The first few paragraphs in Syed Talat Hussain’s op-ed today offer his choice and analysis of three pictures. However, more than anything else, this choice and analysis also betrays his mindset, explaining why this excellent anchor sometimes acts as a spokesperson of Pakistan Army in emitting a populist anti-USA and anti-India rhetoric. Here is the piece I am referring to:
A worrying contrast —Syed Talat Hussain
Three pictures in Tuesday’s newspapers were worth more than a million-word analysis of Pakistan’s glum political situation, foretelling worrying future trends.
One had President Asif Ali Zardari, wearing all the royal airs his designation commands, chairing a meeting, at the end of which assurances were given to party members that there was no chance of mid-term elections in the country.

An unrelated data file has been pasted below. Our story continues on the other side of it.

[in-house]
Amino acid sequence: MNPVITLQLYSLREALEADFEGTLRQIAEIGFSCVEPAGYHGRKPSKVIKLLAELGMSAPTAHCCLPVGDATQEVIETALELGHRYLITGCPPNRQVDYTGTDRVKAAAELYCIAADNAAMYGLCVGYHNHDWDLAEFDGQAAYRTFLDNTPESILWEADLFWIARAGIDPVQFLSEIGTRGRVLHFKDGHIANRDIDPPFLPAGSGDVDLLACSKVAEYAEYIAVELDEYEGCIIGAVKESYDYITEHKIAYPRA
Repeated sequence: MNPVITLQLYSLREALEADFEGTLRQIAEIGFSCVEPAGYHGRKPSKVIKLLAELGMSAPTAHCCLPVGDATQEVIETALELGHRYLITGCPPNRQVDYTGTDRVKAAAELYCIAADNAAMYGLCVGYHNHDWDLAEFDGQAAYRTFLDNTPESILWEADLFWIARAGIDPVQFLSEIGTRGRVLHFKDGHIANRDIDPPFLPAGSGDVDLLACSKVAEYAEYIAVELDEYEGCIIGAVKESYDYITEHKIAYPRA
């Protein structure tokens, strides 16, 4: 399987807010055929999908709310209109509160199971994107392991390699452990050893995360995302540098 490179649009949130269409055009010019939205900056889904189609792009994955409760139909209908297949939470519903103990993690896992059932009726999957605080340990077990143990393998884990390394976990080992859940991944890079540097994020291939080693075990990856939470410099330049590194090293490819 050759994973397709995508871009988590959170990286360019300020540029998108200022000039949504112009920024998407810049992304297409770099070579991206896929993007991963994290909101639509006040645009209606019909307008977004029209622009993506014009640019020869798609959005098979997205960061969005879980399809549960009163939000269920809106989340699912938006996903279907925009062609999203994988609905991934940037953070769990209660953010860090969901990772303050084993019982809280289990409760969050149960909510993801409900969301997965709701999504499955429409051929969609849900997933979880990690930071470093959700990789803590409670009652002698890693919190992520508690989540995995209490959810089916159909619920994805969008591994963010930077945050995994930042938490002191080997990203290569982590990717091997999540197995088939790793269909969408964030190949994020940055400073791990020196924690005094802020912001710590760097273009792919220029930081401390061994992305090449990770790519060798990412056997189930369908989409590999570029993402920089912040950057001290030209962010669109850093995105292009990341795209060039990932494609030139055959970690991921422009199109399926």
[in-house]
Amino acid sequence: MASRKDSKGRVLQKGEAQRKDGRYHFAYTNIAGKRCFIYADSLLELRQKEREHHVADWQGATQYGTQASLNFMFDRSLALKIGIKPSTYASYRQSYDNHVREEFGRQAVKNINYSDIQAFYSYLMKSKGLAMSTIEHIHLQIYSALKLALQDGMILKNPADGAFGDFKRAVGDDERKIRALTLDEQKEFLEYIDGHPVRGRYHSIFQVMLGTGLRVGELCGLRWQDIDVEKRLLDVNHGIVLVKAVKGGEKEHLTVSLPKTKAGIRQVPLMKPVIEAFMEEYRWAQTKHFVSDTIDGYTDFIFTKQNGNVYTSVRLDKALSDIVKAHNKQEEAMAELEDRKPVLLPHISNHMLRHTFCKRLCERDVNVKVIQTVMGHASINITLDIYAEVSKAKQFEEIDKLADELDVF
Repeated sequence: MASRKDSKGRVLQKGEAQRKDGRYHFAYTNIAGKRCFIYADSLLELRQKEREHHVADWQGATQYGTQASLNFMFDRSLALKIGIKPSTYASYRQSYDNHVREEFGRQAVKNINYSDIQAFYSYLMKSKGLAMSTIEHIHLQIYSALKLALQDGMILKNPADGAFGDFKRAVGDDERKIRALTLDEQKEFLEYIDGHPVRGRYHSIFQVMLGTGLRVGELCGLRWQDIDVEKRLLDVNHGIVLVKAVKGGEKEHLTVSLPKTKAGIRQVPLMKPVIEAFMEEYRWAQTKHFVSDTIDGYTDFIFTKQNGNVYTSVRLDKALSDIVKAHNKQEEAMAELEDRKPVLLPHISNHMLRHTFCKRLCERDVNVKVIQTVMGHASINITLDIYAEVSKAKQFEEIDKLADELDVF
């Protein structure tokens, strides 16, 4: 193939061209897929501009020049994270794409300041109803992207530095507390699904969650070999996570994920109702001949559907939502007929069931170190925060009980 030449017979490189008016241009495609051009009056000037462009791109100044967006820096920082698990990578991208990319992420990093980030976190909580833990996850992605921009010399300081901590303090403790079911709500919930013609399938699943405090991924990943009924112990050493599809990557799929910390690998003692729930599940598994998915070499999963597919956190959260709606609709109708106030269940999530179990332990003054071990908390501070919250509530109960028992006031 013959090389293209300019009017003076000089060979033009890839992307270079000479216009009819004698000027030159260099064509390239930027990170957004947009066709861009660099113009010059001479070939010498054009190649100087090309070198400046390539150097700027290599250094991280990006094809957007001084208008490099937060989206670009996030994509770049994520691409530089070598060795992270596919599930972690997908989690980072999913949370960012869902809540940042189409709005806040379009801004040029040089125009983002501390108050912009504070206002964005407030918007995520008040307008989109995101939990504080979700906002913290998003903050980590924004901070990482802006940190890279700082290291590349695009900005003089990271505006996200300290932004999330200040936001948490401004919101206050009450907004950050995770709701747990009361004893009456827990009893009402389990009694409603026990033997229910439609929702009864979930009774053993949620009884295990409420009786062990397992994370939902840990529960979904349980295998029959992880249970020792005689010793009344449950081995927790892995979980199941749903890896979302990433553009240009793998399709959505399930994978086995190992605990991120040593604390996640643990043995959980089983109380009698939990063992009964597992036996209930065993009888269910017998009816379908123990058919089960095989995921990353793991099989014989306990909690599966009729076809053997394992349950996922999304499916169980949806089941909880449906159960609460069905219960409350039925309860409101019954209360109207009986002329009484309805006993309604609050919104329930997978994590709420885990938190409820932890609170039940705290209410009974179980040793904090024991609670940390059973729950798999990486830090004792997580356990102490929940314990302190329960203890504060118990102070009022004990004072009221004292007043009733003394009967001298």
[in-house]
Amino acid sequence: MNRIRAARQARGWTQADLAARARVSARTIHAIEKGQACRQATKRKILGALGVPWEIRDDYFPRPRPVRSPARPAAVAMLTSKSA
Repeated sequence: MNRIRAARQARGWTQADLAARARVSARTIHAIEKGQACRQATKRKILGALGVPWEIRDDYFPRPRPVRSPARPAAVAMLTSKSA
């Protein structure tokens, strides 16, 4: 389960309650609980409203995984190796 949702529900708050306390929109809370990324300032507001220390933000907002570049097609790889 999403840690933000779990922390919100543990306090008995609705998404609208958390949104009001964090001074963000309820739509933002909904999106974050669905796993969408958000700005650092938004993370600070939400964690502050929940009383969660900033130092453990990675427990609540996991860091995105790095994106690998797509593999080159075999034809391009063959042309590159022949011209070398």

The other showed an earnest-looking Prime Minister Yousaf Raza Gilani administering polio drops to a child in the firm custody of the mother, as a battery of fawning assistants display smiles more civilised societies would prefer to reserve for humanity-saving breakthroughs in medical science.
The third changed the scene dramatically. In the rough and rugged terrain of South Waziristan stood General Ashfaq Parvez Kayani, with half a smirk, and three Mehsud tribesmen offering a promotional prayer for the success of two new road-construction projects inaugurated as part of the effort to quickly rebuild and develop the FATA region.
All three men are important. Their words and deeds can make or break this country’s path to progress and security. The difference is that the first two are elected leaders, and are expected to be dynamic helmsmen, charting brave policy course for a bright national future. The last one is at best an implementer, an executioner of plans his political bosses draw.
Source: Daily Times